Printers can reap the benefits of a healthier print arena, were they need to unite under an association like the Printing and Publishing Group (PPG). Undercutting will lead to unhealthy competition between the presses within the industry," explains the executive director of the family owned Asiatic Printing Press, Vipin Ramachandran.

A mechanical engineer by qualification, Ramachandran joined his father and brother S J Nair, who established the Asiatic Printing Press. The family-owned business also employs Ramachandran's mother as the head of HR, while Vipin looks after production and marketing.

"Our core strength is our staff who have stood by the company through thick and thin, we still have people working with us who have joined the day Asiatic was formed."

Posting a year-on-year growth between 20-30% until 2007, Asiatic chose to control investments during the slowdown period at the end of 2008 until mid 2011. "In the last few years, the run lengths are coming down and we are branching into digital. Now, we are fully equipped offset and digital printers. Our last investment was in Kodak's NexPress 3000. The printing industry pre-recession was a quantity market, we could sell huge quantities and smaller orders were brushed off. Every customer was given a sales pitch about the cost benefits of printing larger quantities. However with the run lengths declining, customisation and demand for variable data, we are equipping ourselves with digital machines to serve the needs of all clients. The decision to start an outdoor signage company, Asiatic Media in 2009, was based on the premise of establishing a one-stop-shop."

"When quantities were large, there was a tendency of printing and wasting. Usually for exhibitions, customers would have 10,000-20,000 flyers printed, simply because they have been advised about the decreasing cost per unit with an increase in quantities. However, now customers are only ordering quantities that they actually require. 2008 was a reality check for most people. For me and our team, we are now looking into areas where we never looked before. We are focussing on reducing wasteful expenditure, optimising our staff strength and controlling expenditure into machinery. Lot of printers have the habit of increasing capacity, and then are forced to undercut prices to keep these machines running."

Printers according to Ramachandran should not indulge in price wars. "Printers," he says, "should support each other instead of competing in unhealthy ways, this is one way in which the industry will grow. Just because a fellow-printer has an 8-colour machine, that doesn't mean Asiatic too should buy one. A more realistic way would be to first gauge the size of the market and then plan additional investments in technology. For us, outsourcing print jobs is also a viable option."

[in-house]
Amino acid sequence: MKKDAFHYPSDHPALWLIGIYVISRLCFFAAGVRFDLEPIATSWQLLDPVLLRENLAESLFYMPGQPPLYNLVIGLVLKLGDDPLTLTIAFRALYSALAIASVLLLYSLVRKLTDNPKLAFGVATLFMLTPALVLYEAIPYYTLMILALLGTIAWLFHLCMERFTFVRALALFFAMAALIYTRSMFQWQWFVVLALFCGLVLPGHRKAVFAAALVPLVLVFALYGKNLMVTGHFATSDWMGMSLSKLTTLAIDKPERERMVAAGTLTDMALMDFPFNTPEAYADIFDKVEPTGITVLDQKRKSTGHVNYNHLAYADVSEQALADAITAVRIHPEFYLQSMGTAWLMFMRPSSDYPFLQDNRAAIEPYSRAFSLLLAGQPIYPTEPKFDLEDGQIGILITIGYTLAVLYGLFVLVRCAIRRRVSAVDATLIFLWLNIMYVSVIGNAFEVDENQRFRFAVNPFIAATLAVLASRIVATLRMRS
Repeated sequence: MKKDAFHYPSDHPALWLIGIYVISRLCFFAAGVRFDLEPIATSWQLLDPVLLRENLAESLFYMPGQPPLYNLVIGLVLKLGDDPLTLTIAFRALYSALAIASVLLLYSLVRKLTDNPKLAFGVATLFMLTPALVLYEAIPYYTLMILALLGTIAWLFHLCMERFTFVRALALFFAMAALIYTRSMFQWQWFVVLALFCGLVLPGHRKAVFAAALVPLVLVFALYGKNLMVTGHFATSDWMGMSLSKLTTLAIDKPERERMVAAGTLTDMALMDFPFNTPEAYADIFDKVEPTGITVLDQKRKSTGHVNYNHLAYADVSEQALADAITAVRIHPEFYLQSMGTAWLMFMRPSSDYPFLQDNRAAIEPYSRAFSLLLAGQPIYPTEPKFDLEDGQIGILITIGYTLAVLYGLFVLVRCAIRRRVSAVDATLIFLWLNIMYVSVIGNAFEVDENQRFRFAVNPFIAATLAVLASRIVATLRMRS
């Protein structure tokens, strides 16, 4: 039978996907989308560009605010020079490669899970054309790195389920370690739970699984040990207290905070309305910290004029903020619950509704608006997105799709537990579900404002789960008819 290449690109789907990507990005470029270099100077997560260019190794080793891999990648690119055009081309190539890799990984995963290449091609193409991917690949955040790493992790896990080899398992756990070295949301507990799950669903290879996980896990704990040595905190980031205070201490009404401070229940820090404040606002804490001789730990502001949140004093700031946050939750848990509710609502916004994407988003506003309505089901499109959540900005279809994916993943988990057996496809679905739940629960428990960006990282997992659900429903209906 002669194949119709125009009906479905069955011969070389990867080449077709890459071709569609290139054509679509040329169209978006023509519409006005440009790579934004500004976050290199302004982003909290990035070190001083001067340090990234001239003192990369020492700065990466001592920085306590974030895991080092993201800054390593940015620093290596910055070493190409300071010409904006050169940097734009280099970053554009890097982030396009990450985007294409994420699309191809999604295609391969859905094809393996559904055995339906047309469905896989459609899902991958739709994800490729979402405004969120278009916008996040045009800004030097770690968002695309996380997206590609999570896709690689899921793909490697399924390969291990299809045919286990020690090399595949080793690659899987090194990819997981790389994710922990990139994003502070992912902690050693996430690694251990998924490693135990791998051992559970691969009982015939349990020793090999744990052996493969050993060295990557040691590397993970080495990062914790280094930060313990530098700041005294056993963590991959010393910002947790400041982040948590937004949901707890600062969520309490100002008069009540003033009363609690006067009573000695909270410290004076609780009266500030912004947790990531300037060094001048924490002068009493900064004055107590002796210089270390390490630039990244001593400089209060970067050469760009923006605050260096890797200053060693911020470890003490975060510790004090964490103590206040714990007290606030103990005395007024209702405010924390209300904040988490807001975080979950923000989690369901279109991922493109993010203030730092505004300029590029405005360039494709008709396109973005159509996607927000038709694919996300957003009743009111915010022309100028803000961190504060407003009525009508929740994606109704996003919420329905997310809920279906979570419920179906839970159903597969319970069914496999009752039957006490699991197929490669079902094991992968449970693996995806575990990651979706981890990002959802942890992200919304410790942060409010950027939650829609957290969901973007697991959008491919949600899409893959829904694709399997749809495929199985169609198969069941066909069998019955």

Expressing his regret at the credit policies being adopted by printers in the UAE, the executive director feels that printers are to blame for bringing in detrimental terms of business. "The 90-120 days credit terms are unheard of in other businesses. At Asiatic too, we need to take hard decisions sometimes. Depending on the credibility of the customer, we decide the credit terms."

Dwelling on the challenges facing the printing industry, Ramachandran says, "Mainly it is the drastically falling quantities that is posing a problem to printers. With the Indian market booming, recruiting staff is another challenge since operators are now reluctant to work in Gulf countries. Also the print industry being labour intensive, if recruiting and retaining staff were to become more challenging, we will need to move towards automation. Another factor that is coming into play is the expectations of customers, which is very high and difficult to match, since clients want superior quality at low prices. With declines in quantity, digital and inkjet media is more in demand. Customers now do not want to spend anything more in printing extra quantities. The trend these days favours smaller runs and variable data."

Dubai, according to Ramachandran, is far superior in print technology than the other Middle East regions. Asiatic Printing Press has received the ISO 9001 and 14001 certification and a total of 4 awards at the Dubai International Print Awards organized by PPG.

Walking down memory lane, Ramachandran says, "The most memorable moment in my career was when we bought our first KBA 105. It was a big step for us, since we were a small-sized commercial printer until then. Success, to me is hard work by the entire team."